This is my 48th and last column for Mint; I am taking a break to focus on projects and write a new book. It made me reflect on what India has taught me over the last decade. In 2006, years before ever setting foot in India, I met Swami Parthasarathy in Amsterdam during one of his lectures. He signed his book Vedanta Treatise. The message of Vedanta made a deep impression, as it connects and extends many of the ideas in western life philosophy that I was familiar with.

Later, when I came to India, friends provided an introductory course to the culture via a series of books. The works of Sudhir Kakar and Santosh Desai laid bare some of the patterns underlying the baffling complexity of the culture and illuminate them in terms that even a westerner could understand.

Pavan K. Varma’s Being Indian was on the list, and years later I had the pleasure of discussing some of the book’s ideas with him at his home in Delhi. One of the things that strike many westerners is the apparent contradiction between spirituality and the relentless materialism one can see everywhere. “Contrary to the notion that Indians are spiritual," Varma writes, “they are really materially minded." The idea in Hindu metaphysics that everything that is material perishes and hence is unreal is “a theoretical construct, valid at the level of hypothesis but spectacularly ignored in practice". The spiritual and the material are divorced in daily life.

Yet, the current crisis in capitalism—the friction between business and society—forces a deep re-evaluation of the relationship between the tangible and the intangible. Society is under pressure, the environment is threatened, artificial intelligence is seen as posing an existential threat to humanity, and an obsession with short-term profits in business is imposing tremendous costs on society and investors. At the same time, we expect more from business than ever before, as companies must now contribute to the common good. How are we to resolve this contradiction?

I think the core problem is our deep-rooted belief that profits are the primary goal of a company. This is a self-undermining idea. Profits-first, as I call it, introduces a decision-making algorithm into a company, which systematically neglects the causes of profits. It shifts the focus of a company away from meeting the interests of customers and other stakeholders, who drive profits, towards its own wants. Profits-first or shareholder value maximization places the company’s own interest before the self-interests of those on whom it depends. It is therefore not just the world’s dumbest idea, as Jack Welch famously said. It is a fundamentally illogical and irrational objective, inconsistent with the view of human nature that most people pursue their self-interest. Profits-first is one of the great misunderstandings in capitalism.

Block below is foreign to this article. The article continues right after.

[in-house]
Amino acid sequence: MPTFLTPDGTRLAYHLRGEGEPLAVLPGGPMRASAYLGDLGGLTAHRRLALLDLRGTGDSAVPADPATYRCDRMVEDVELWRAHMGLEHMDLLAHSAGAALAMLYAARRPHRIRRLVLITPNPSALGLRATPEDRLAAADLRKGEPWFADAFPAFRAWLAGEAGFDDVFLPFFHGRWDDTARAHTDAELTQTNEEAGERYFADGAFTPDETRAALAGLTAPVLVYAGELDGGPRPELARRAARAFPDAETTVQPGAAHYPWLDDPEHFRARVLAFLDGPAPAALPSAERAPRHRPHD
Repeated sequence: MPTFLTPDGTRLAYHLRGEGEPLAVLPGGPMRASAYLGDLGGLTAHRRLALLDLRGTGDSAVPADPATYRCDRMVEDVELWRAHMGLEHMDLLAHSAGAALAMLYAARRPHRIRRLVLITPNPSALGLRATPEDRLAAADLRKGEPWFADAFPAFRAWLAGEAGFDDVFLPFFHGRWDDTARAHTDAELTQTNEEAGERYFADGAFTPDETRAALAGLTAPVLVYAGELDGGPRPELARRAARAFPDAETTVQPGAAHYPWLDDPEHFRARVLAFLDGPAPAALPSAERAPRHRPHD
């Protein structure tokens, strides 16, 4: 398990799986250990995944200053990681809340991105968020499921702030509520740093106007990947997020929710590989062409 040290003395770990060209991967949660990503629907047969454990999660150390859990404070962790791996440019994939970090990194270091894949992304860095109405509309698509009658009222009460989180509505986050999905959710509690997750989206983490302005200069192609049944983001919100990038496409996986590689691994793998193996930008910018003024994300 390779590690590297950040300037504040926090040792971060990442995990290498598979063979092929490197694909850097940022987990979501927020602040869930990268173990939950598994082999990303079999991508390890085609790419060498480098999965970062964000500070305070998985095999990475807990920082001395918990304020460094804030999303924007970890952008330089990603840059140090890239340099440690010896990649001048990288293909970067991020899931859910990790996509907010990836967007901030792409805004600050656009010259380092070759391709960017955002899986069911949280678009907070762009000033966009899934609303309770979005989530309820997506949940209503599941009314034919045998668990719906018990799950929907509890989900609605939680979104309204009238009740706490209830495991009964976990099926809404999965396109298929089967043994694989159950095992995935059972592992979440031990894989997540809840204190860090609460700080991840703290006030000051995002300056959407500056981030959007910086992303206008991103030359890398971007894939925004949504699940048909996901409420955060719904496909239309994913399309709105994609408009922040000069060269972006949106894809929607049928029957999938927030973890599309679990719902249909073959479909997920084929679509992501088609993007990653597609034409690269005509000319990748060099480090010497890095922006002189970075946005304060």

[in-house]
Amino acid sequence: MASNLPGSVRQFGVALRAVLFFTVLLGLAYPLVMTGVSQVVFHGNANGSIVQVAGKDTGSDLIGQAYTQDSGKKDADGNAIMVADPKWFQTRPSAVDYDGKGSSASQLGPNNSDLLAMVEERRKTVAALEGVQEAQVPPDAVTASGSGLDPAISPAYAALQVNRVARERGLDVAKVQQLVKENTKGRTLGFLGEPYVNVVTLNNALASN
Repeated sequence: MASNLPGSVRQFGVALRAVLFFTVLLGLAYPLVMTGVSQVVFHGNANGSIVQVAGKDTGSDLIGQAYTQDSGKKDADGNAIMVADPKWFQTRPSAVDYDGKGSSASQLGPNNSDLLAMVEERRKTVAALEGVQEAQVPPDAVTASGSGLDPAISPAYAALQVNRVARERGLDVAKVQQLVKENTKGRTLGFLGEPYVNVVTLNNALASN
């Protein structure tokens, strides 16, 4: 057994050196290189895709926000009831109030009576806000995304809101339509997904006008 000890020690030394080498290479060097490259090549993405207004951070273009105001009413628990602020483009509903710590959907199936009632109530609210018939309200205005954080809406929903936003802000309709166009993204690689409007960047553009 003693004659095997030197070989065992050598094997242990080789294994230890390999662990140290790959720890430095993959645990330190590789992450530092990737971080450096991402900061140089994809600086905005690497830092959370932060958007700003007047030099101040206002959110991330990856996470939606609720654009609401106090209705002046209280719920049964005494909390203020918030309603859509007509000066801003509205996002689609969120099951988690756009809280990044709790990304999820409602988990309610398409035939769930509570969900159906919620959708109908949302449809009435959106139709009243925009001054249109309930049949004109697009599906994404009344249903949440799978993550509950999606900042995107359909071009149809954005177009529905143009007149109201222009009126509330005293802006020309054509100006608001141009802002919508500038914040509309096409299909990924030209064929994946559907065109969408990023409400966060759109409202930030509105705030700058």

We must abandon the idea that profitability is the primary goal of the company and replace it with a compelling definition of our sustainable contribution to the world and our approach to delivering it. As lofty as that may sound, it may be a more profitable and certainly a more logical course of action. Because it places the interests of those who drive profits at the centre of the company. Purpose first, profits second (PuFPS), as I call it, should be the rational mantra of business.

An equally interesting aspect of this idea is that it carries a strong spiritual dimension. When a company devotes itself to a purpose beyond making money, it defines itself in terms of an objective outside of itself. It aims its activities at a larger cause that transcends its own boundaries. In Indian philosophy, this is called Karma Yoga—or the path of enlightenment through action—which is one of the three ways of reaching enlightenment, and the most powerful one. By focusing on a goal that is meaningful for the larger world, the company acts from aims beyond its narrow corporate self-interests only and works for the benefit of others. It unifies its own interests with the larger good.

When employees find that purpose truly meaningful and work towards it, they, in turn, act less from their personal and self-centred desires and likes and dislikes. And they become less emotionally attached to the immediate fruits of their actions. To use a soccer analogy, we become focused on the ball instead of the score board. And that is accidentally also one of the main recommendations of perhaps the greatest Indian spiritual text—the Bhagavad Gita. As a result, the quality and productiveness of our work increases.

Of course, we may still be motivated by an expectation about the outcome. But the expectation is less for immediate self-gratification and more to help the larger, common purpose materialize. Profitable business as Karma Yoga. Few Indian companies practice it, but those that do which I know are extremely successful. It could be India’s enduring contribution.

I want to thank the many hundreds of readers who commented and wrote to me over the last two years. Onwards!

Tjaco Walvis is the managing director of brand consulting and advertising agency THEY India, and a speaker at the Outstanding Speakers’ Bureau.

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